Wednesday, May 30, 2007

Promiscuous Teleology and all the fixins

Why some adults resist science and biased kids.

A great article over at gives some insight to why so many American adults resist scientific facts.

There are two common assumptions about the nature of this resistance. First, it is often assumed to be a particularly American problem, explained in terms of the strong religious beliefs of many American citizens and the anti-science leanings of the dominant political party. Second, the problem is often characterized as the result of insufficient exposure to the relevant scientific facts, and hence is best addressed with improved science education.

We believe that these assumptions, while not completely false, reflect a misunderstanding of the nature of this phenomenon. While cultural factors are plainly relevant, American adults' resistance to scientific ideas reflects universal facts about what children know and how children learn. If this is right, then resistance to science cannot be simply addressed through more education; something different is needed.

I hear those two explanation all the time from exasperated rational pals of mine; a retrograde 'Merican attitude inserted into an atrocious science education program MUST be the culprit to all these psychic friends networks and fossil hoax theorists. But you scratch that thought enough and it becomes apparent that such an answer is rather unsatisfying. Looking back at kids and suggesting we're predisposed for this kind of thinking gives better perspective.

Our intuitive psychology also contributes to resistance to science. One significant bias is that children naturally see the world in terms of design and purpose. For instance, four year-olds insist that everything has a purpose, including lions ("to go in the zoo") and clouds ("for raining"), a propensity that Deborah Kelemen has dubbed "promiscuous teleology." Additionally, when asked about the origin of animals and people, children spontaneously tend to provide and to prefer creationist explanations.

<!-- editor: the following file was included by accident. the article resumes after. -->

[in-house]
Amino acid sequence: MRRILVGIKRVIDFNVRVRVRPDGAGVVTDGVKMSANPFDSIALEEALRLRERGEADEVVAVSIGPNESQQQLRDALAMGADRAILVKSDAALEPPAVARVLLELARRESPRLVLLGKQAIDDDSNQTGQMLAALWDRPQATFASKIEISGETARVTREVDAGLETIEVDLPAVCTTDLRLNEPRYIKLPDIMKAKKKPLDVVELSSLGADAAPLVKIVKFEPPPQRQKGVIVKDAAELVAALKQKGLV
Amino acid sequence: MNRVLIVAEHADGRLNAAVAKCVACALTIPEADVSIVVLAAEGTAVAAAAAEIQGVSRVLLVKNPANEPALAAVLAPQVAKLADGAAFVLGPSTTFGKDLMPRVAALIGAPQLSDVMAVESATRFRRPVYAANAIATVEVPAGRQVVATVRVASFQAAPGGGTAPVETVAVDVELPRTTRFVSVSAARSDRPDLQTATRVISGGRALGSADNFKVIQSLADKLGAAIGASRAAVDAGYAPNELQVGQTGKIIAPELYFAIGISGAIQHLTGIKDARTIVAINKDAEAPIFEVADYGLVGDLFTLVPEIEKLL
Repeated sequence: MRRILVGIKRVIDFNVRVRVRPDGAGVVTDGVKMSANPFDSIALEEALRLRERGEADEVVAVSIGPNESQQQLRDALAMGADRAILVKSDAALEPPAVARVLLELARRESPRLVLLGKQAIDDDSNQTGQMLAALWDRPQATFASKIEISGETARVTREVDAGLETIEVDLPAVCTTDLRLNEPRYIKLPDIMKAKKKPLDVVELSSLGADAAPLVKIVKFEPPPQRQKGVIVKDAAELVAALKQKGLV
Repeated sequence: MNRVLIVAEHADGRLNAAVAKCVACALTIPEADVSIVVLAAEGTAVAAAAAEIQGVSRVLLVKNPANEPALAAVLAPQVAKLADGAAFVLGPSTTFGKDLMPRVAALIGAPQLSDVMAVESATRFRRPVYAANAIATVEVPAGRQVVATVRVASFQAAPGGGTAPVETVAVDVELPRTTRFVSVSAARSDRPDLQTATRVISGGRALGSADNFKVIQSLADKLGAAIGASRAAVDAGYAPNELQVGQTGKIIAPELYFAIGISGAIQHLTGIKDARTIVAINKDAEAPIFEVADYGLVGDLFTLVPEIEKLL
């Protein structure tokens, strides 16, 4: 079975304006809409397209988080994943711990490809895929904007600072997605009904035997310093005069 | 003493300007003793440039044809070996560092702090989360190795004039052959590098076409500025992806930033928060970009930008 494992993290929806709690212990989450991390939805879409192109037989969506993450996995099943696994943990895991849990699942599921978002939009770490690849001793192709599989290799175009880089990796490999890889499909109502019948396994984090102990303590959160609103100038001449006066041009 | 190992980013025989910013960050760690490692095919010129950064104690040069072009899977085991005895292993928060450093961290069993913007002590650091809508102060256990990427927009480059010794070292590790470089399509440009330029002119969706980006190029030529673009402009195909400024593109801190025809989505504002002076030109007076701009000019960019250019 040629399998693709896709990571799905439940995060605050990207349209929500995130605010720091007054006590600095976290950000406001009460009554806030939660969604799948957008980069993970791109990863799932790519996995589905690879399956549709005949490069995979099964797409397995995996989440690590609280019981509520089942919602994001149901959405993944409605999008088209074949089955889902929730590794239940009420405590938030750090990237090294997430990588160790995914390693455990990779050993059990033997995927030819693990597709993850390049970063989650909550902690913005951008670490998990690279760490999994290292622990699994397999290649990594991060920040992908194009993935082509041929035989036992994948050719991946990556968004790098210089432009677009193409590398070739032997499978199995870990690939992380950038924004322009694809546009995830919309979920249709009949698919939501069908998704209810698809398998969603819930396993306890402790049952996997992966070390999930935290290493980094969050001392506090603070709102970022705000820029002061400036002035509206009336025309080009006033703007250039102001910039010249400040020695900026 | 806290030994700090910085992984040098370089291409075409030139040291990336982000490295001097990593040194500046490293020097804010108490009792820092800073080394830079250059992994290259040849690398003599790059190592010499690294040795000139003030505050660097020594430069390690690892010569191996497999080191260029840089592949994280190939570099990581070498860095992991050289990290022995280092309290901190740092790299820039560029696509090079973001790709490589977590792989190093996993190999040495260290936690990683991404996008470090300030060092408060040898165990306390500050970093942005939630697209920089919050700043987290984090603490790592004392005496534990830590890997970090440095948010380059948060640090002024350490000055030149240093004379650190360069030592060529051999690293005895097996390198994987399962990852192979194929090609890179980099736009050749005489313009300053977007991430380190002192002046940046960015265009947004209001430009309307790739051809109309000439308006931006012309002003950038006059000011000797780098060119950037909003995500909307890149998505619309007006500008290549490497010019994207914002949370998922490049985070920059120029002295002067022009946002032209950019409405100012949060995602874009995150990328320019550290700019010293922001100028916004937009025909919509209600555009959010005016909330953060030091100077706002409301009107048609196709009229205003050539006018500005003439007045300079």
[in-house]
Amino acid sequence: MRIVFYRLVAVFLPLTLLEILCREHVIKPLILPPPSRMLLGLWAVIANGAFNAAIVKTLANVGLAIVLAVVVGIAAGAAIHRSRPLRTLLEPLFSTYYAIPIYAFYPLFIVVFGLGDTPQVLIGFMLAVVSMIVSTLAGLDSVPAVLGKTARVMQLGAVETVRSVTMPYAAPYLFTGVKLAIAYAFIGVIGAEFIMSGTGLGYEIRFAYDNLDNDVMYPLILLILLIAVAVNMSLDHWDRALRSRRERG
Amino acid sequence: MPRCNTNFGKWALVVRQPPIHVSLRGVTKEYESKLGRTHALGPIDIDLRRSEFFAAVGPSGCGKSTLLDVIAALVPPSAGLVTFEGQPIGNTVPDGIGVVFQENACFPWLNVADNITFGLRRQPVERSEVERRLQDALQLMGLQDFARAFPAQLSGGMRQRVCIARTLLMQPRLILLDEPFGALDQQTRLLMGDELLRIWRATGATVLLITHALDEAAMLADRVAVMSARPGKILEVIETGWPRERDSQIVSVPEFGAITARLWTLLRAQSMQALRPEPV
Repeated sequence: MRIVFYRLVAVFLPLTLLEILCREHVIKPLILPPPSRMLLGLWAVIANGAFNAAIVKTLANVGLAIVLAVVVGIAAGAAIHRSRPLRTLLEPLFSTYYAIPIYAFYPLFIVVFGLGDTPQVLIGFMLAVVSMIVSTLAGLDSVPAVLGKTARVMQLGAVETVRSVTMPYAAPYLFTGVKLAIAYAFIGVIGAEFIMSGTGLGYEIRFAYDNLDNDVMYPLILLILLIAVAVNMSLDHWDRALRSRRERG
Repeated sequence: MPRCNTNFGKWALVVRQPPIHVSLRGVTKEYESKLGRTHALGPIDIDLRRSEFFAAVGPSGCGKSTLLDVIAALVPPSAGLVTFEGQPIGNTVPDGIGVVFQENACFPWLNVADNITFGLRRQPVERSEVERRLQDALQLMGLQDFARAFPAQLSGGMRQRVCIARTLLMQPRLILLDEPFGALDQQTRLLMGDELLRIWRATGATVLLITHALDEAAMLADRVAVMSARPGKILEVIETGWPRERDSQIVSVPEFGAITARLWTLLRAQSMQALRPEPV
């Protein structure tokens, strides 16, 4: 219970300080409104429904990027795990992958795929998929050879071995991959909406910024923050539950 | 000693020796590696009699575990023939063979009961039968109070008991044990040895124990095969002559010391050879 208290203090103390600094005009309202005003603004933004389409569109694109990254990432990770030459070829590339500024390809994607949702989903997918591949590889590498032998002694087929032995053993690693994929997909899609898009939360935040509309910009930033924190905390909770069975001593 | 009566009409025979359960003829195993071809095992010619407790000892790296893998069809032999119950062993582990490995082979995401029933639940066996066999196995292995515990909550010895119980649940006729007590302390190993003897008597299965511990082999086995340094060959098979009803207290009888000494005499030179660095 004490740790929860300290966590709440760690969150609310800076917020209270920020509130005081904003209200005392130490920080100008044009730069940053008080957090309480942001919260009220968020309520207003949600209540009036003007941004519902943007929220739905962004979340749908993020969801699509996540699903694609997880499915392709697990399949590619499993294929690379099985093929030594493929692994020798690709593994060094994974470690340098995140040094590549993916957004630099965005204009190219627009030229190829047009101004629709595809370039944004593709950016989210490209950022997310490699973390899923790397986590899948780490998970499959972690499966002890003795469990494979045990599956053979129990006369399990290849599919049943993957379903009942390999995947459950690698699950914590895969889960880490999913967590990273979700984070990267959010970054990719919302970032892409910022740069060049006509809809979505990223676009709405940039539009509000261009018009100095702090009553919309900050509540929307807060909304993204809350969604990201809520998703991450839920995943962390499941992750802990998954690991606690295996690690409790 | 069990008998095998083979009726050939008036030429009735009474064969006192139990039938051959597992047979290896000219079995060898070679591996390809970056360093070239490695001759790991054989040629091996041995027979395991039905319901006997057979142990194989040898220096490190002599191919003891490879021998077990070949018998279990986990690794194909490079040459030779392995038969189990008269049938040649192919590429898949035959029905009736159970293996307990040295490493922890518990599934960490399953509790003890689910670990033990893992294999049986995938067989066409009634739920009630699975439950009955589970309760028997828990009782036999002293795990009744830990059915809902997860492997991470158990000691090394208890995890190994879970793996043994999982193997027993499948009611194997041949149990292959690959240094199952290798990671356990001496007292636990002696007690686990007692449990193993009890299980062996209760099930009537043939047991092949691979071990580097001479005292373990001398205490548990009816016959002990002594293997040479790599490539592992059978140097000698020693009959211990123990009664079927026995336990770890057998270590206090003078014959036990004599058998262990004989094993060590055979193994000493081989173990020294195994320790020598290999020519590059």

The panacea for this is of course, the scientific experiment. When one has a real world observation, those long stretch connections are easily shattered.

I love the conclusions, however.

In sum, the developmental data suggest that resistance to science will arise in children when scientific claims clash with early emerging, intuitive expectations. This resistance will persist through adulthood if the scientific claims are contested within a society, and will be especially strong if there is a non-scientific alternative that is rooted in common sense and championed by people who are taken as reliable and trustworthy. This is the current situation in the United States with regard to the central tenets of neuroscience and of evolutionary biology. These clash with intuitive beliefs about the immaterial nature of the soul and the purposeful design of humans and other animals — and, in the United States, these intuitive beliefs are particularly likely to be endorsed and transmitted by trusted religious and political authorities. Hence these are among the domains where Americans' resistance to science is the strongest.

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